The BBC continues with its interesting experiment, first noted in a dialogue between Clive James and Gore Vidal, of turning people towards religion by showing them the sad effects of unbelief. Everyman on Sunday featured a group of unnamed women discussing the allegedly pernicious influence of the cult of the Virgin Mary. Each one had been specifically selected for her air of unkemptness and lack of humanity. There was a black divorcee who, finding herself trapped by her marriage, 'decided to walk out of the situation', a working-class woman who insisted on being sterilised when she was 23 because her husband beat her up, an Irish rape victim, etc. All of them moaned and whined about the plight of women, putting an especial blame on the Blessed Virgin and the role of selfless motherhood promoted by the Church and male dominated Society.
The misery that the Womens Liberation' movement has caused by urging women to deny their natural instincts was much in evidence among these sad forlorn looking girls, one or two of whom seemed to have finished up as lesbians — the logical end product of their propaganda. Even doubters and agnostics would have felt impelled to offer up some form of prayer after the programme on behalf of these lost souls. I was left, too, with a feeling that the modern feminist movement has reached a dead end. In a few months time, I bet, television programmes will feature rosy-cheeked mothers surrounded by children, hymning the joys of family life.
It has in fact been Womens Week in illY Television Year. The latest Muppets series has ended, leaving an ugly gap on a Friday evening. It was therefore pleasant to catch Dame Edna Everage on Arena (BBC-2) on Monday. She is a kind of marsupial Miss Piggy, a ferocious and frightening hunk of womanhood. There was a very Piggy-like gesture as she was thumbing through her album of snaps, mostly recording her meetings with the Royalty. Suddenly she came .to a picture which made her face contort with emotion and she wrenched the page over with a snort. What did the offending photo show? Perhaps her daughter Valmai, who. we were told was recently breathalised Ill Australia having been found drunk in charge of a supermarket trolley. It was a pity that Barry Humphries did not provide very much new material for the programme, most of which was devoted to clips of earlier films. The Dame however did express an ambition to embark on a Lord Snowdon-Derek Hart type project. d like to make a film', she said 'about something that really matters. Like Death. Or The Old. Or Dwarfs. Or an Old Dead Dwarf.' I hope the BBC will provide the facilities.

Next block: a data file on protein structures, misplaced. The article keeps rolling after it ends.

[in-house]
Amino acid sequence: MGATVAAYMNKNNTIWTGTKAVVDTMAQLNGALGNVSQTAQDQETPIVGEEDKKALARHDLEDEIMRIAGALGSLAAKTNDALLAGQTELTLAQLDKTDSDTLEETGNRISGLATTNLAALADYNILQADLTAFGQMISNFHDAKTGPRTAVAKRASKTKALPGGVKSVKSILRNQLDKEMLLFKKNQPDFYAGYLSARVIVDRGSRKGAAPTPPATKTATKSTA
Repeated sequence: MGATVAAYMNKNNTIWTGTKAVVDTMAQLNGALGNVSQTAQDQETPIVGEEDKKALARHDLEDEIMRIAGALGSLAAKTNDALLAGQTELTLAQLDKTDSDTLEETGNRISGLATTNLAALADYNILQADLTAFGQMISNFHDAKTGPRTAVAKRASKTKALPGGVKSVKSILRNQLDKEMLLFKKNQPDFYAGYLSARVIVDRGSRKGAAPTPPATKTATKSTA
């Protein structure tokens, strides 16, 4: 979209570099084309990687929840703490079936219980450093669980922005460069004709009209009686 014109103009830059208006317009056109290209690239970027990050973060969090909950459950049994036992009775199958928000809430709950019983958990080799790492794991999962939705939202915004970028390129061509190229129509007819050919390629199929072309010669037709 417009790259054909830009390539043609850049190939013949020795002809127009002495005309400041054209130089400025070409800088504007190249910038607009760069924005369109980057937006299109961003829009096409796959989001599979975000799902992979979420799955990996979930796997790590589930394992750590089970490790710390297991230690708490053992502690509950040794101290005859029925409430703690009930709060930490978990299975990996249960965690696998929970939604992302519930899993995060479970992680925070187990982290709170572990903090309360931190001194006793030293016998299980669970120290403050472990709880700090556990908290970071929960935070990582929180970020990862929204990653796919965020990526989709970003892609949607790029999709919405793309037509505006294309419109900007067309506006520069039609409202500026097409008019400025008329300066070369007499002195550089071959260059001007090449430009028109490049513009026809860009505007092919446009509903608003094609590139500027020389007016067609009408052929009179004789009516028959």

In the same way that I find Miss PiggY more life-like than Anna Ford, I felt better able to accept Dame Edna as a real person than Barbara Cartland, who appeared on the Book Programme (BBC-2) with Robert Robinson. Now 77, and rattling with vit" amin pills of every size and shape, the Old dragon shows no sign of age. Bedecked with pearls, a faithful pekinese at her side, she dictates her books to one of her ten se. eretaries in a state of what looks like creative ecstasy, as if acting as a medium for some force greater than herself, if such a thing IS possible to imagine. Last year she completed no less than 24 books which are read. she claims, by peoP,_le. of all shapes and sizes including Mrs Gancint and President Sadat. After five minutes 01 her company I felt utterly exhausted, and even the irrepressible perky Mr Robinson seemed pretty flattened by the ginseng,' enriched old battle-axe. The only person 1, know who has ever stopped Miss Cartlatin in her tracks is the mastermind of Call MY Bluff Patrick Campbell. He once was on a radio show with her and Malcoline Muggeridge. La Cartland got onto one °I her favourite subjects — Mummy. On she, gushed about this wonderful, wonderful person who had instilled in all her children the lesson that they had to do something in the world. When she finally paused to draw breath, Campbell stuttered: 'She sounds like a p . . . pretty good b . b . bitch to me!'